from The American Heritage® Dictionary of the English Language, 4th Edition
- n. Any of numerous New World birds of the family Trochilidae, usually very small in size and having brilliant iridescent plumage, a long slender bill, and wings capable of beating very rapidly, thereby enabling the bird to hover.
from Wiktionary, Creative Commons Attribution/Share-Alike License
- n. Any of various small American birds in the family Trochilidae that have the ability to hover.
from the GNU version of the Collaborative International Dictionary of English
- n. any bird of the family Trochilidæ, of which over one hundred genera are known, including about four hundred species. They are found only in America and are most abundant in the tropics. They are mostly of very small size with long slender bills adapted to sucking nectar from flowers, and are noted for the very brilliant iridescent colors of their plumage and their peculiar habit of hovering about flowers while vibrating their wings very rapidly with a humming noise; the wings are specialized for hovering flight, but they can also dart forward and fly quite rapidly. They feed both upon the nectar of flowers and upon small insects. The common humming bird or ruby-throat of the Eastern United States is Trochilus colubris. Several other species are found in the Western United States. See calliope, and ruby-throat.
from The Century Dictionary and Cyclopedia
- n. A bird whose wings, by their rapid vibration, make a humming sound; any bird of the family Trochilidæ.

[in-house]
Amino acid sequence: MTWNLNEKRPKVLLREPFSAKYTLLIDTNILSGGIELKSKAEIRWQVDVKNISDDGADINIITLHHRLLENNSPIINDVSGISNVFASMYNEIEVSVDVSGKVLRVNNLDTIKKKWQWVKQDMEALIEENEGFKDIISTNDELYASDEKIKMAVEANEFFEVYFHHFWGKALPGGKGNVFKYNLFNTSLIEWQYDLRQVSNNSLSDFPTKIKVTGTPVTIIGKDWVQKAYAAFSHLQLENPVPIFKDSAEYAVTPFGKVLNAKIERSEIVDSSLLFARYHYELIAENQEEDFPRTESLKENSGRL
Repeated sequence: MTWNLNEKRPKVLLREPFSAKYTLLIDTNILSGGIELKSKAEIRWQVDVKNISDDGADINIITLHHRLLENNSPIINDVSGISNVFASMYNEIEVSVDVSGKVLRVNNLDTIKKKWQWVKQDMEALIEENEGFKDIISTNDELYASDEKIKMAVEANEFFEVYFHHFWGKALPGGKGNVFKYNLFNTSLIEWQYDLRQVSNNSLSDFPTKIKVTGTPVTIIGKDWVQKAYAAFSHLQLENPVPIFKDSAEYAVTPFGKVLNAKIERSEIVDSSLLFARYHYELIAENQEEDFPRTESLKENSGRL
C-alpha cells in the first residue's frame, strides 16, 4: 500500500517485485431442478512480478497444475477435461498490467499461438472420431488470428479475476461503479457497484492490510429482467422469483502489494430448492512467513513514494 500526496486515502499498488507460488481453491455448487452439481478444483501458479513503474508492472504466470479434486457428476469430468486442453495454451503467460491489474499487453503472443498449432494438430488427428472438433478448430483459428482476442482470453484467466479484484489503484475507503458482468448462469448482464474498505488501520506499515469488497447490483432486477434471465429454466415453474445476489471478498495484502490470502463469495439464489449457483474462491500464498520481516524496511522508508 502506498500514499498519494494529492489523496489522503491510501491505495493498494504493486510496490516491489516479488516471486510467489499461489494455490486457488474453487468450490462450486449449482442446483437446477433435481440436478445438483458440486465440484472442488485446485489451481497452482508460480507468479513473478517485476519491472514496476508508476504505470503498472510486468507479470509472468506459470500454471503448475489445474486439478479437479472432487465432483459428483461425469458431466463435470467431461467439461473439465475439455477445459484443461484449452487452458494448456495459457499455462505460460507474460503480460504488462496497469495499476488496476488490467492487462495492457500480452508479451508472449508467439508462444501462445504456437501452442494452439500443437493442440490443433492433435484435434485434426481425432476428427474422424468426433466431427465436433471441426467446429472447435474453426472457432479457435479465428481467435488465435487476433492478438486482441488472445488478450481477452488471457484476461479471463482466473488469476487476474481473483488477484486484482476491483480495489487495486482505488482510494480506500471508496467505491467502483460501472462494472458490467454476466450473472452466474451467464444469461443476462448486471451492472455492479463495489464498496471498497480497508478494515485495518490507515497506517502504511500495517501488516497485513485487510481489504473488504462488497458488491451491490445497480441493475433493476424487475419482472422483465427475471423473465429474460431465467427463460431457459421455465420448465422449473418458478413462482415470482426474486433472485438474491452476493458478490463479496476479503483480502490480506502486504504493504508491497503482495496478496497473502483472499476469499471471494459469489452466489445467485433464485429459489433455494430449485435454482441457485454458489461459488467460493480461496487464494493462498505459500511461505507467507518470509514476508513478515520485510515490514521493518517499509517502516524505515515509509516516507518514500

from WordNet 3.0 Copyright 2006 by Princeton University. All rights reserved.
- n. tiny American bird having brilliant iridescent plumage and long slender bills; wings are specialized for vibrating flight
Sorry, no etymologies found.
Then, without warning he zipped off the branch doing something I call the hummingbird dance, which is an aerial display of avian acrobatics at lightning speed.
I think Kristin's image of a hummingbird is "le mot juste" for Newforest!!
As I type, a hummingbird is feasting at the honeysuckle outside my window.
The robot, a similar size to a real hummingbird, is equipped with a micro motor and four wings that can flap 30 times per second, said Hiroshi Liu, the researcher at Chiba University east of Tokyo.
The new hummingbird is broader, his breast a lighter shade of red.
Kind of reminds me now of the stuff I put in hummingbird feeders.
The hummingbird is constantly in motion, a high energy creature, nervously darting from flower to flower, desperate to maintain enough nutrition to keep herself going at top speed.
As to humankind's technology: A hummingbird is about a billion times more impressive than the Space Shuttle.
Up here they call the hummingbird a "oiseau-mouche" or bird-fly.
The hummingbird is busy with the mass of sensations, 'up' and 'down,' advancing and receding, among cascades of accidental purple morning glories hanging (where they weren't meant to be) from a tree.
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